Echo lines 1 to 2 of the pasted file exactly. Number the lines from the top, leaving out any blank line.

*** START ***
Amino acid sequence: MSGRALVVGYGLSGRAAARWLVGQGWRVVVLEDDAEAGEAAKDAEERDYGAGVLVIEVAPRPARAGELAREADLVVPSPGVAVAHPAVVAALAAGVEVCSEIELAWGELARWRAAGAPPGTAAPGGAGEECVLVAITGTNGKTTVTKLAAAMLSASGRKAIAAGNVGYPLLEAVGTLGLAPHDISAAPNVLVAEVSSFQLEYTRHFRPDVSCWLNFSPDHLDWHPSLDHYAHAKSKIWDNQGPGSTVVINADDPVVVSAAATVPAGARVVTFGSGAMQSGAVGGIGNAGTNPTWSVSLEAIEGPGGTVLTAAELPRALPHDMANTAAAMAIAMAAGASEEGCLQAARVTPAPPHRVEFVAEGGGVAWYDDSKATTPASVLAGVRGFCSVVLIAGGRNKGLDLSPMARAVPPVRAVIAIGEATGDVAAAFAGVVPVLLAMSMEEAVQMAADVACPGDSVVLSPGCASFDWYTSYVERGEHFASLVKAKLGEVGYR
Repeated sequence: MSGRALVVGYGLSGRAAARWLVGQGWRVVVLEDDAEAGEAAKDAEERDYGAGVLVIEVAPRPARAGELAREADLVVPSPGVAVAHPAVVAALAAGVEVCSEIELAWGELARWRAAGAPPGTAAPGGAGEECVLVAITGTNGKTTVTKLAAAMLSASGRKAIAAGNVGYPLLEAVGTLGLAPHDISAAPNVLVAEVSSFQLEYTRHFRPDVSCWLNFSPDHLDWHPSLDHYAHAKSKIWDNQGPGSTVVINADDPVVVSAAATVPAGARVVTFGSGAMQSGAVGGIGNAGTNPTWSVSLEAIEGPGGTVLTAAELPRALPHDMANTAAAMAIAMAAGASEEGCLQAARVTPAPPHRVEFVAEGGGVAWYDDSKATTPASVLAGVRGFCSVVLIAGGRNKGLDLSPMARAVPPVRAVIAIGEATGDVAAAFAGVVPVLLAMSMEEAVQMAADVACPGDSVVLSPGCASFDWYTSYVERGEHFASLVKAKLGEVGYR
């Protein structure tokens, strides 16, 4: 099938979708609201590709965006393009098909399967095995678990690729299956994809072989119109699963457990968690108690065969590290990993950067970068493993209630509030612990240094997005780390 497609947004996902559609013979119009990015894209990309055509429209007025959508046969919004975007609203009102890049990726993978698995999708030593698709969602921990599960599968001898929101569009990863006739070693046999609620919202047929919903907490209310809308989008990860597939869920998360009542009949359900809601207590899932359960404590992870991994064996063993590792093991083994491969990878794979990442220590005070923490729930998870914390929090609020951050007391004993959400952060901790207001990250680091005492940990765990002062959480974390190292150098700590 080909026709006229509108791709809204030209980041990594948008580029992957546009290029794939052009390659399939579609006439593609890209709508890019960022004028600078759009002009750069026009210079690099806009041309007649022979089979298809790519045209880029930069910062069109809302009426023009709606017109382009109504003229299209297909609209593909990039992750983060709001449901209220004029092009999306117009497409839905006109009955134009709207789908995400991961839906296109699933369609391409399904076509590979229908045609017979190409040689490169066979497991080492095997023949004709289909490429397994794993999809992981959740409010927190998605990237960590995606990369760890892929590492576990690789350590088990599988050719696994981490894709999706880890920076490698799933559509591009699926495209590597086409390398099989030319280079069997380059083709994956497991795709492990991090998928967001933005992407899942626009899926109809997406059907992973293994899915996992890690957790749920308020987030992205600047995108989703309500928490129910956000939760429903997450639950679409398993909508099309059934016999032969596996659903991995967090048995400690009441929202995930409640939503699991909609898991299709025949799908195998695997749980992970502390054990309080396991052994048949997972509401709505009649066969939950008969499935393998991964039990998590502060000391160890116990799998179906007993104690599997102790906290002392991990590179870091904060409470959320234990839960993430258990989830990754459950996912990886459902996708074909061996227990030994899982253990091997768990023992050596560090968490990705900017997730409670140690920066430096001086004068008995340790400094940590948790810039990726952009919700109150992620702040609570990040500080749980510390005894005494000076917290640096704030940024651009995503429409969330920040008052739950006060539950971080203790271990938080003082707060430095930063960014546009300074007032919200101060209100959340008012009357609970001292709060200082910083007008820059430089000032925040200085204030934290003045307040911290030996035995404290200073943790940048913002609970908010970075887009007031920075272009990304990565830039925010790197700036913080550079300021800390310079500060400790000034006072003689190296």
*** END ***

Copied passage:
Amino acid sequence: MSGRALVVGYGLSGRAAARWLVGQGWRVVVLEDDAEAGEAAKDAEERDYGAGVLVIEVAPRPARAGELAREADLVVPSPGVAVAHPAVVAALAAGVEVCSEIELAWGELARWRAAGAPPGTAAPGGAGEECVLVAITGTNGKTTVTKLAAAMLSASGRKAIAAGNVGYPLLEAVGTLGLAPHDISAAPNVLVAEVSSFQLEYTRHFRPDVSCWLNFSPDHLDWHPSLDHYAHAKSKIWDNQGPGSTVVINADDPVVVSAAATVPAGARVVTFGSGAMQSGAVGGIGNAGTNPTWSVSLEAIEGPGGTVLTAAELPRALPHDMANTAAAMAIAMAAGASEEGCLQAARVTPAPPHRVEFVAEGGGVAWYDDSKATTPASVLAGVRGFCSVVLIAGGRNKGLDLSPMARAVPPVRAVIAIGEATGDVAAAFAGVVPVLLAMSMEEAVQMAADVACPGDSVVLSPGCASFDWYTSYVERGEHFASLVKAKLGEVGYR
Repeated sequence: MSGRALVVGYGLSGRAAARWLVGQGWRVVVLEDDAEAGEAAKDAEERDYGAGVLVIEVAPRPARAGELAREADLVVPSPGVAVAHPAVVAALAAGVEVCSEIELAWGELARWRAAGAPPGTAAPGGAGEECVLVAITGTNGKTTVTKLAAAMLSASGRKAIAAGNVGYPLLEAVGTLGLAPHDISAAPNVLVAEVSSFQLEYTRHFRPDVSCWLNFSPDHLDWHPSLDHYAHAKSKIWDNQGPGSTVVINADDPVVVSAAATVPAGARVVTFGSGAMQSGAVGGIGNAGTNPTWSVSLEAIEGPGGTVLTAAELPRALPHDMANTAAAMAIAMAAGASEEGCLQAARVTPAPPHRVEFVAEGGGVAWYDDSKATTPASVLAGVRGFCSVVLIAGGRNKGLDLSPMARAVPPVRAVIAIGEATGDVAAAFAGVVPVLLAMSMEEAVQMAADVACPGDSVVLSPGCASFDWYTSYVERGEHFASLVKAKLGEVGYR